Humans thrive with a sense of connection. Without it, we fail to develop cognitively, emotionally or physically. I’ve been fascinated to see a series of videos, posts and writing about human connection on social media this week. Every article I read or video I watched made me think how the positive outcomes of connection play out in CST sessions. With long term clients it’s easy to see how often they start the therapy feeling disconnected and track the changes that happen as they reconnect firstly with themselves and then with others.
The first video on connection that I watched last week was about a photographer in New York who, in the interest of exploring human connection, asked random strangers to pose for him. His asked his subjects to pose with each other in a way that it would appear as if they had an intimate bond. They posed as if they were a couple, or family or good friends. All of the photos are beautiful and the viewer would never guess that the subjects had never met before. The thing that struck me though was how everyone photographed was changed by the experience. They would all be very awkward to start with and by the end of the shoot, they would be relaxed and close. One of them said “I feel like I really care about this person now”. Interesting as 30 minutes previously they’d never met. (watch the video here)
The next video I came across was an educational snippet on why the “war on drugs” is failing. In the 70’s scientists were interested in studying addiction. They put a rat in a cage with two water feeders. The first feeder had heroin in it, the second, plain water. In no time at all the rat had become severely addicted to the point where it ended up overdosing and killing itself. Scientists surmised that heroin was addictive. Apparently a substance containing heroin is given to patients in hospital suffering severe pain. When the patients recover and are sent home, most of them are not addicted to heroin. So another scientist experimented with rats and heroin in a different way and the results were astonishing. This scientist built a cage that he called ‘rat park’. He filled it with colourful bits and pieces to play with. There were tunnels, slides, things to climb and race all over. He filled it with lots of rats. The rats could interact as much as they liked. He put in two water feeders, one with heroin, one with water. Only a small percentage of the rats showed any inclination towards the heroin. The rest it seemed were happy and didn’t need the mood/mind altering substance to get them through. (watch the video here)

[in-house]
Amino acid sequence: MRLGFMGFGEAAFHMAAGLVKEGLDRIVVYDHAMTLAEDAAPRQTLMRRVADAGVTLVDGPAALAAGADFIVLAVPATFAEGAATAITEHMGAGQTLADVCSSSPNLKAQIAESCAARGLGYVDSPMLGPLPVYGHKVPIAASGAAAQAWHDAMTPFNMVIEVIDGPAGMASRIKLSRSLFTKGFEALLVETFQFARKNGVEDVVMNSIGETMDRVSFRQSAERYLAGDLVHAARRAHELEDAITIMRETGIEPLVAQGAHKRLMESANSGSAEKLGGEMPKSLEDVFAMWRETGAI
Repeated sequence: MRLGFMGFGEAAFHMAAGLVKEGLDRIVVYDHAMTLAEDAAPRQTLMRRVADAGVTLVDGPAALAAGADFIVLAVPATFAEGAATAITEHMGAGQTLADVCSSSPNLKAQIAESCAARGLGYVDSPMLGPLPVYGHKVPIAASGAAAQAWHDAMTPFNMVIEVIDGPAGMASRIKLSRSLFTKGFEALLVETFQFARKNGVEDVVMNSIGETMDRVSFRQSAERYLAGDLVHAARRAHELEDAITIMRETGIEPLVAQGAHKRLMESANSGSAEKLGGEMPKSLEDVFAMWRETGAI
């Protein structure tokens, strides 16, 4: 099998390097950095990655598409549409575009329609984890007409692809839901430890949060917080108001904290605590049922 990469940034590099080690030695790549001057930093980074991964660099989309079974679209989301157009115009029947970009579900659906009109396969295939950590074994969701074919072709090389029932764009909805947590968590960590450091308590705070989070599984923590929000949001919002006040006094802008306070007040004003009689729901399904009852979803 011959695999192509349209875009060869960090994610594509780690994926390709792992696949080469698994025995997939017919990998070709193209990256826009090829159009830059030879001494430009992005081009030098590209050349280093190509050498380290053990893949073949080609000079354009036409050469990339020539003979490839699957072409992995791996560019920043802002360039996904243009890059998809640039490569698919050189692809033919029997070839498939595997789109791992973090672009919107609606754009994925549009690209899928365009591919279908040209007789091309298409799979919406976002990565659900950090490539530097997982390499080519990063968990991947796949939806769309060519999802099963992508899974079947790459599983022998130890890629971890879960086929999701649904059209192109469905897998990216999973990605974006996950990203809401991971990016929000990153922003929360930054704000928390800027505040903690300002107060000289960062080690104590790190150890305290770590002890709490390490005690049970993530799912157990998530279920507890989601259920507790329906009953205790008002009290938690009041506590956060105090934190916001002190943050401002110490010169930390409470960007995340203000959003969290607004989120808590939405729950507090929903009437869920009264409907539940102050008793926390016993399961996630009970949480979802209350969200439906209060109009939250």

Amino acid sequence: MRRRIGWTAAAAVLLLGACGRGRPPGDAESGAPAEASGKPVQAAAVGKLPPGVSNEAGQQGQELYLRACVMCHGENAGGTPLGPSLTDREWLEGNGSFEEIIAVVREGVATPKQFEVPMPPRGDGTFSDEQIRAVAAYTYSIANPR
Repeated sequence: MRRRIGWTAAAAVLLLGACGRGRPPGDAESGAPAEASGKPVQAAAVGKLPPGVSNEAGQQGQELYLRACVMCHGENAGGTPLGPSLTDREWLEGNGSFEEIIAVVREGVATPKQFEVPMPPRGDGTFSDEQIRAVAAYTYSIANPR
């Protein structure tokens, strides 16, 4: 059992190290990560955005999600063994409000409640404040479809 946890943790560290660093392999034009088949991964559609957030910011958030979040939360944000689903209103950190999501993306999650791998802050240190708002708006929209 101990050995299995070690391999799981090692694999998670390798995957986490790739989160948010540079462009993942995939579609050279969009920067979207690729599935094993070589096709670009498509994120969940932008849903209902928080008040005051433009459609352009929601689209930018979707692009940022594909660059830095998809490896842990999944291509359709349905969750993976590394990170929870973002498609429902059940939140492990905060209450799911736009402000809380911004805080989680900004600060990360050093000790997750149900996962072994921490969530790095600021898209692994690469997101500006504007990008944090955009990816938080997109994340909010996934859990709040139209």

I have recently met a young woman who teaches parents and educators how to be “connected” in their roles with children. Skye Munro is passionate about how life changing it is to parent in a connected way. On her website she writes about her journey of becoming a connected parent and in particular about the ongoing challenges with her daughter’s sleep issues. She said after learning about connected parenting “I was able to lovingly listen to my daughter while she cried in my arms, and you know what? She finally started sleeping well.” (find out more about Skye Munro here)
So after a week filled with words on connection, I found myself sitting next to a random stranger on a flight up to Canberra. He was reading his book, I was reading mine. In those economy class seats we sat so close we were almost touching and yet we were able to completely ignore each other.
I wondered about the wiring we all have for connection and I thought I’d do a little social experiment. So I asked him a superficial, not too personal question. He responded. 45 minutes later we’d hardly stopped chatting and the plane was about to land. We’d had a good laugh, I’d talked to him about my social experiment. He shared some of the similar ideas he’d seen. Next thing we know the guy next to him joined in and the three of us were having a laugh about the various social experiments that’d we’d seen especially the one where the guys starts laughing for no reason on a busy commuter train in France and has the whole carriage in hysterics. (watch the video here)
We chatted all the way to the baggage claim. Before we said our goodbyes, he thanked me and said that he was inspired to play with the same experiment himself. Who knows if he will. What I do know though, is that for a moment in time 3 random strangers connected. Instead of feeling like separate beings, we felt connected and the connection was fun and joyful.
Those moments of connection are so vitally important in our lives and they start with the ability to connect and to be present with ourselves. To listen to ourselves and to show compassion and understanding too, if we can do this then fulfilling the need to be more connected with those around becomes a whole lot more effortless.